How does one find matzo in west Texas? The answer is, you don’t. While preparing to make 64 pieces of homemade matzo for our Passover Seder, the doorbell rang, and a small miracle arrived: five pounds of matzo that we had overnighted in a fit of desperation, not even sure it would arrive on time. We used this matzo as the staple of our homemade Passover Seder meal, along with noodle kugel, matzo ball soup, potato latkas, roasted vegetables, charosset, and a matzo dessert with chocolate and toffee. For a group of four 20-year olds who had never led our own Seder or cooked for so many people (21), you can imagine the kitchen was a bit chaotic. But at the end of the day, the food was cooked, and it was delicious.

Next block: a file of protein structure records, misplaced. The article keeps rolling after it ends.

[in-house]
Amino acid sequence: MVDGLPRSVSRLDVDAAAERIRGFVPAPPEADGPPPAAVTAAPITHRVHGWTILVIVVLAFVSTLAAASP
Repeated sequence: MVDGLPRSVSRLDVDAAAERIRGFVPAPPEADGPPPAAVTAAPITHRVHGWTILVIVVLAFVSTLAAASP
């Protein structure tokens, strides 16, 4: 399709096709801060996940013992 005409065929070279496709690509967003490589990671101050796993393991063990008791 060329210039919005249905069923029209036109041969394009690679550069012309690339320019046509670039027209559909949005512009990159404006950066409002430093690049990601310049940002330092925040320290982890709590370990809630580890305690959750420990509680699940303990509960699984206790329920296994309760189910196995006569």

While the cooking was an experience in it of itself, that’s not what made this Seder so special. We sat alongside an Evangelical pastor and his family, the Moyas, our hosts for the last 10 days, and shared our culture with them, similarly to how they’ve been sharing their culture with us. It was a wonderful evening, that included a dramatic retelling of the Passover story, four cups of sparkling grape juice, and an intense hunt for the highly-coveted Afikoman. The meal was followed by a blend of Jewish and Mexican celebratory dancing. Arm in arm, we danced the Hora together followed by a traditional Mexican line dance, popular at weddings. This unique Seder left us with our stomachs and our hearts full. It also left a lasting impression on Pastor Hugo, who incorporated not only our Passover story skit, but also connected elements from our Seder into his Palm Sunday service the next day. While this Seder was both untraditional and unexpected, it was a great time we will always remember.